To the editor,

I attended the hearing at the state Capitol regarding the proposal to relocate the women's prison in New England to Bismarck.

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Several women, mostly former inmates, spoke at length about their perceptions of the shortcomings in the treatment and care provided for them as inmates. I heard very little in their barrage of complaints that would be solved by relocating the facility. No, their complaints were founded on their treatment as inmates in a prison.

I was dumbfounded by the complaints of women who had been sent to that prison two and even three times. My first reaction to that was, "If it is so bad there, why did you continue to do the things that would return you to that facility?"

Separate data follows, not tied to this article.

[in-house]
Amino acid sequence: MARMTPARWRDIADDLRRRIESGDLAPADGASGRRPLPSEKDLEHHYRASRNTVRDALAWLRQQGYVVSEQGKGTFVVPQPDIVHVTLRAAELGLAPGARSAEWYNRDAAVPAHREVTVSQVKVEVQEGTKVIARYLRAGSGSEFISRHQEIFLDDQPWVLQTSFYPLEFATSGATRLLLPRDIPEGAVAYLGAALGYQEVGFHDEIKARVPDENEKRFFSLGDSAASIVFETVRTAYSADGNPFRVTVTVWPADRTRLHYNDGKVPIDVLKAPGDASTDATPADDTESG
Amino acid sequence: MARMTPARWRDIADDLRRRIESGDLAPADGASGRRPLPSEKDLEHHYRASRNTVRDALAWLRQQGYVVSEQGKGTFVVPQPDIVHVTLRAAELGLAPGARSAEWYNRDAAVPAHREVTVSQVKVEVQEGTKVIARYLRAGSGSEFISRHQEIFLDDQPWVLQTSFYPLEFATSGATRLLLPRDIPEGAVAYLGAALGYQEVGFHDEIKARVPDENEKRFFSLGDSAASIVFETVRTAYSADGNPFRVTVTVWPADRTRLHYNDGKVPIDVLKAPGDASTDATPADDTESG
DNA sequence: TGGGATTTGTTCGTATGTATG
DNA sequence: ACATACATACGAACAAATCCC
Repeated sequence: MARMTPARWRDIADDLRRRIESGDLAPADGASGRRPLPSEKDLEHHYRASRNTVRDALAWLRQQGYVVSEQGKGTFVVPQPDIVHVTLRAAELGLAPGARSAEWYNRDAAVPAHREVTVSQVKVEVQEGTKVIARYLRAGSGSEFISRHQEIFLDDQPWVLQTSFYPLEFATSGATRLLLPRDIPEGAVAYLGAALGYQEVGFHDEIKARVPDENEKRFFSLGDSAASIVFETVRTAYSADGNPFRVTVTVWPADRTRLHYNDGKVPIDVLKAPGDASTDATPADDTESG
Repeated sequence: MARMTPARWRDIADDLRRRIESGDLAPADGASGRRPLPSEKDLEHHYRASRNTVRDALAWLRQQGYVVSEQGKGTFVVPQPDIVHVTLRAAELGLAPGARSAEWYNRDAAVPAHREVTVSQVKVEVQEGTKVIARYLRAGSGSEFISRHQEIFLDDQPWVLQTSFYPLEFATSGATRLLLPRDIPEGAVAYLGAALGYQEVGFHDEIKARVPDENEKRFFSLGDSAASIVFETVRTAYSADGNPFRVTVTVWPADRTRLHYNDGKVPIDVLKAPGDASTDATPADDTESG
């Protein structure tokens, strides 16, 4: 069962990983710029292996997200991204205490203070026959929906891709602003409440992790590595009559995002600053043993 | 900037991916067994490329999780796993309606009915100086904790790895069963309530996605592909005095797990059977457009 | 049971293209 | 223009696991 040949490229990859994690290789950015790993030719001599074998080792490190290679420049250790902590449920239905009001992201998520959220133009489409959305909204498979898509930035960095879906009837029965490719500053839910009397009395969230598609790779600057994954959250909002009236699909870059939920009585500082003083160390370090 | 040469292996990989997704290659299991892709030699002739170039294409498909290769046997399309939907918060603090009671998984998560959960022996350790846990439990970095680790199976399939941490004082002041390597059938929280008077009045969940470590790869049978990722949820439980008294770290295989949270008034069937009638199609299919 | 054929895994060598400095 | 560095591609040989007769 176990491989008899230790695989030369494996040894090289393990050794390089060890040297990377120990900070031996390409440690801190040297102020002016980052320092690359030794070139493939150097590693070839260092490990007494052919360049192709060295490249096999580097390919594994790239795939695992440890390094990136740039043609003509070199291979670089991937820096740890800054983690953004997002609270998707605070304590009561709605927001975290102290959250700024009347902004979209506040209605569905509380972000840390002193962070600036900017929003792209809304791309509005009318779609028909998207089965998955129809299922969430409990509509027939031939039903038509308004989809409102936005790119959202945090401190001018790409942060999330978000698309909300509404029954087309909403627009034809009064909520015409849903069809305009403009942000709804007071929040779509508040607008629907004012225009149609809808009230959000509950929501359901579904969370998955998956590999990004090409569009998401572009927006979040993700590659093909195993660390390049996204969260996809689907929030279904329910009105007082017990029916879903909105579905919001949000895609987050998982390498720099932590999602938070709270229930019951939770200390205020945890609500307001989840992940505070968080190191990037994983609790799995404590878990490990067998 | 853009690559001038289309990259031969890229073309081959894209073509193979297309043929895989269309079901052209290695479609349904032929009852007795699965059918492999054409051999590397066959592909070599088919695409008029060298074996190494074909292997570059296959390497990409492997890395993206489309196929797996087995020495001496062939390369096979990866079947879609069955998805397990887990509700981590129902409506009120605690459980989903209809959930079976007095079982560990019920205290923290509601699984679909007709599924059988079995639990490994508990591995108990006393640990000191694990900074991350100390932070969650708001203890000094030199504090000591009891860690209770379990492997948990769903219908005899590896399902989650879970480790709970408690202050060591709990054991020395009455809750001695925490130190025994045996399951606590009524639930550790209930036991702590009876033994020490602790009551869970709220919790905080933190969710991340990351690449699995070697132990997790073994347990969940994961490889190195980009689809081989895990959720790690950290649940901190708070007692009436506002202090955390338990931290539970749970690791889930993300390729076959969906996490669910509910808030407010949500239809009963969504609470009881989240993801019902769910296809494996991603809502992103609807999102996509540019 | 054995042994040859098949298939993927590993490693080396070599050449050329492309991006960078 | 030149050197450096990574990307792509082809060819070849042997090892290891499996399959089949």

I remember conversations I had with DWCRC staff members. I'd ask about the number of inmates there. A typical response was something like this: "We're not at full capacity, but winter is coming. We'll be full again. They'll do whatever it takes to get sent back, whether it's just a parole violation or something more serious."

I doubt that administration and staff at any prison would not agree that it would be great if we could do a better job of rehabilitation. When the return of former inmates reaches as high as 50 percent, obviously those lives have not been changed enough to keep them from repeating criminal offenses.

The answer is not in moving the prison to another location. Inmates would still be inmates, and based on what I heard from them in Bismarck that day, I doubt that would change anything for them.

What real benefit would relocating the prison to Bismarck provide? Does it make sense to spend several million dollars doing that? I believe, "If it isn't broke don't fix it." Especially when the "fix" breaks a lot of things.

Lewellyn Rustan

New England, N.D.